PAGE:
“Democrats also should be accountable for not doing basic housekeeping,” says Teller. He goes on to say, “Steny Hoyer has stated he is now reflexively a ‘no’ on this rescission package if it is pulling back these unobligated balances.”
Rule Number One
According to Teller, rule number one is to “put pressure on the house to act fast and tout House passage as a victory.” If we could have momentum coming out of the House for that, we then can shift focus to the Senate and say “The House acted. Look what they did. It’s the right thing to do. It’s what constituents want to do. You need to do it.”
This process used to be well understood; however, “the Senate has been reluctant to take it up,” says Teller. His solution is a strong House showing to force the issue in the Senate. If that happens, there is a good chance the votes needed can be attained.
Once this is put in motion, and the rescissions package has been signed, Trump will then be able to impress upon appropriators, both democrat and republican, that this process is in play, and that the next time they design an appropriations bill, they should keep it in mind if they do not want a rescissions fight.
The ultimate goal of this package is to hopefully force some restraint on appropriations due to this process becoming viable and in play again. Teller says it is an excellent way to avoid democrat obstructionism and focus the debate on spending and spending responsibly but needs enthusiasm and momentum coming from the House. We need House members to act decisively.
Touching On Food Stamps And Farm Bill
Approximately every five years, Congress reauthorizes the Food Stamp And Farm Bill. These two are different programs which have been thrust together for congressional expediency sake. Reforms to both programs have been being advocated for years, to include separating them because they cannot be reformed while they are joined together.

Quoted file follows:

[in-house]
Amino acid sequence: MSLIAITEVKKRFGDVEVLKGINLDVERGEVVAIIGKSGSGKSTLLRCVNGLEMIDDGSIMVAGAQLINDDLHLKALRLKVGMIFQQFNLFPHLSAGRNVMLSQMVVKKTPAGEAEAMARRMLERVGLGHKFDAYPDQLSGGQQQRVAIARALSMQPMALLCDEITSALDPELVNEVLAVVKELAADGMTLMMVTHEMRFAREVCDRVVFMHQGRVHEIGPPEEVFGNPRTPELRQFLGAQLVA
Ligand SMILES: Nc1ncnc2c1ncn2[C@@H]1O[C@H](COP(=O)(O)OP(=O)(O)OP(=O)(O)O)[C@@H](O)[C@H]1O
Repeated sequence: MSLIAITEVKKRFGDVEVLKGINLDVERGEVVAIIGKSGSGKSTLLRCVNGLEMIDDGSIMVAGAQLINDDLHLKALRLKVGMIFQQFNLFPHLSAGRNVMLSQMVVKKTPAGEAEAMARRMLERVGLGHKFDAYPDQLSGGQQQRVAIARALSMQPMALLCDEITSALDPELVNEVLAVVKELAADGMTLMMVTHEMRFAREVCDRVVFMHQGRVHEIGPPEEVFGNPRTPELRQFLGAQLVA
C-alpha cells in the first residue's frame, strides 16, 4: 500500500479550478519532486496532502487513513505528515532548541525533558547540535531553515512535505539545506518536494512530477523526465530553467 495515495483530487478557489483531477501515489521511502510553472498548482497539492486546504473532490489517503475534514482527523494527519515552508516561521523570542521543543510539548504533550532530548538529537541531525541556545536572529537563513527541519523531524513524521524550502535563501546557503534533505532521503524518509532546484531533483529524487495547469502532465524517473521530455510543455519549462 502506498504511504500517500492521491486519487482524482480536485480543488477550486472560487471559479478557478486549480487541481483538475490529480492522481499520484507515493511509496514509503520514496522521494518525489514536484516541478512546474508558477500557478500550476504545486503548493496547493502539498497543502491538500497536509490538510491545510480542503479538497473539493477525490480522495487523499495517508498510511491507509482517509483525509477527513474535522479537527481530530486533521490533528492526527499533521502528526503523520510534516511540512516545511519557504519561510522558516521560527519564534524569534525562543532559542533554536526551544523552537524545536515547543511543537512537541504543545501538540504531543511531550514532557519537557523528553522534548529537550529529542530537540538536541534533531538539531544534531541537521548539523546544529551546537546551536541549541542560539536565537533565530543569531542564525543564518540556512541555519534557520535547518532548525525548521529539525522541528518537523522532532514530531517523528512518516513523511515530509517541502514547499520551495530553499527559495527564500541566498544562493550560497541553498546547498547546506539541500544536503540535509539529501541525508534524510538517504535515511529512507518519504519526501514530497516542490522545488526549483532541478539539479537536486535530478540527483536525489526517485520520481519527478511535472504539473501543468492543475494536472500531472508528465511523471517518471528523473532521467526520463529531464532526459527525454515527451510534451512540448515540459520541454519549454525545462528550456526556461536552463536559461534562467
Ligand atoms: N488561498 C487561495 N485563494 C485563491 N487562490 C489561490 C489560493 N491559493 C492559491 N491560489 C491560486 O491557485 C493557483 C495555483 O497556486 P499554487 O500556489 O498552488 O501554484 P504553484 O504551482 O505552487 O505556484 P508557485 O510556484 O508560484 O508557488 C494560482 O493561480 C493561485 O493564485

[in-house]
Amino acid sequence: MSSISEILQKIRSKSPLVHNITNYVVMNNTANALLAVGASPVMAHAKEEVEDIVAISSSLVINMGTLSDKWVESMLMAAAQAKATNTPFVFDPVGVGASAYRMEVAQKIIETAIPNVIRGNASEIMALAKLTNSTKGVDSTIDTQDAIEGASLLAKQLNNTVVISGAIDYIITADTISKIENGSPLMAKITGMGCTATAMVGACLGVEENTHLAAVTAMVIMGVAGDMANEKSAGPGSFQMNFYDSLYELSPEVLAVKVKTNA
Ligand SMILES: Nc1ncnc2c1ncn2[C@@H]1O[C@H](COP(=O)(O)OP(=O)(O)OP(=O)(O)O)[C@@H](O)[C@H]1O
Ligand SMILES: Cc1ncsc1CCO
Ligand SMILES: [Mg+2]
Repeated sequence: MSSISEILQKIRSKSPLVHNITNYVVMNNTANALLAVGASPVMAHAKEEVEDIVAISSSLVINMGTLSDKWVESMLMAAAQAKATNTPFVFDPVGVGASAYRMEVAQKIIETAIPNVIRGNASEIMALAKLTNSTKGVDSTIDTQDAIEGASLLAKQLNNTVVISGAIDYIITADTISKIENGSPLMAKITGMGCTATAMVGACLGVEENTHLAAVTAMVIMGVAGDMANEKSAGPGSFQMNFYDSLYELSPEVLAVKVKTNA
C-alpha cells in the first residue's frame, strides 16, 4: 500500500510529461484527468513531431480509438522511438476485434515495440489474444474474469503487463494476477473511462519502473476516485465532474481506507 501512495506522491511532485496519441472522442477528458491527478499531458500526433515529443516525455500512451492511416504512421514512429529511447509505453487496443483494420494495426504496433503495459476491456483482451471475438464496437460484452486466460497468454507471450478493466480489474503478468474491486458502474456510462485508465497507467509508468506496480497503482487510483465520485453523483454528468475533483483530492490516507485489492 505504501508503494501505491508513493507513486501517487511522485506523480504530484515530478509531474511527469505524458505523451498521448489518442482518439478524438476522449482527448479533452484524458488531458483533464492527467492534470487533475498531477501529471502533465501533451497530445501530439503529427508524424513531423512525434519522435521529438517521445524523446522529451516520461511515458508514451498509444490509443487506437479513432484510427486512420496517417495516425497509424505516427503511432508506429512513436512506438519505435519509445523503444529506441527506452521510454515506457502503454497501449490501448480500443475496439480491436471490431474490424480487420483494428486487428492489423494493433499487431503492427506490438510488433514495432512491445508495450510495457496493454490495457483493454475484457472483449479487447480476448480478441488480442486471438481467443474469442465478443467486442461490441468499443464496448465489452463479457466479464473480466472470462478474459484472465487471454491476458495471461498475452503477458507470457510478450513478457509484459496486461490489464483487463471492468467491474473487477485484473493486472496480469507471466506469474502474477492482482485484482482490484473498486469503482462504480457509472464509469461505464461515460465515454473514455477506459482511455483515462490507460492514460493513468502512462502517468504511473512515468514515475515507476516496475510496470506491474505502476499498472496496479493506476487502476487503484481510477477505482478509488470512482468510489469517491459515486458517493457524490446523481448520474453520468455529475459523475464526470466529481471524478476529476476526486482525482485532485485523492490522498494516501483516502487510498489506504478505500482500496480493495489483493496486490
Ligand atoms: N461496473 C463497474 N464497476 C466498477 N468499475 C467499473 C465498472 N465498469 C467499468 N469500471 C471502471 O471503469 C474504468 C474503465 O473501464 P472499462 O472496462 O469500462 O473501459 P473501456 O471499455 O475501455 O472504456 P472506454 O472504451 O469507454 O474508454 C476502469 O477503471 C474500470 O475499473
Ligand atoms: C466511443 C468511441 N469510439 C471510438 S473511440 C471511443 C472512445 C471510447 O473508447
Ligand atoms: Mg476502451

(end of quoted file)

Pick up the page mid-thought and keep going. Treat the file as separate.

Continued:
Teller says it is a sort of corrupt nexus where the two programs are joining hands and putting out lousy policy together. Recently, the sentiment is that with a Republican House, a Republican Senate, and a Republican President, these reforms can now be done and done well.
Teller warns that House Republicans are going to bring a bill to the floor in the coming days that does “zero in terms of meaningful substantive reforms on the AG subsidies side. In fact, it may even make things worse. On the Food Stamps side, they do put work requirements in, which is a good thing. However, those work requirements are underwhelming. Hugely problematic.”
Mary Freeman is a publishing editor and writer for NRN. She thrives on political dialogue and seeks to communicate truth. Freeman loves President Trump and wants her country back. She's grounded in her Christian faith and enjoys networking with like-minded friends online.
"At NRN, I feel as if I am actually doing something for myself and my country, and it has changed my life."
Mary Freeman is a publishing editor and writer for NRN. She thrives on political dialogue and seeks to communicate truth. Freeman loves President Trump and wants her country back. She’s grounded in her Christian faith and enjoys networking with like-minded friends online.
“At NRN, I feel as if I am actually doing something for myself and my country, and it has changed my life.”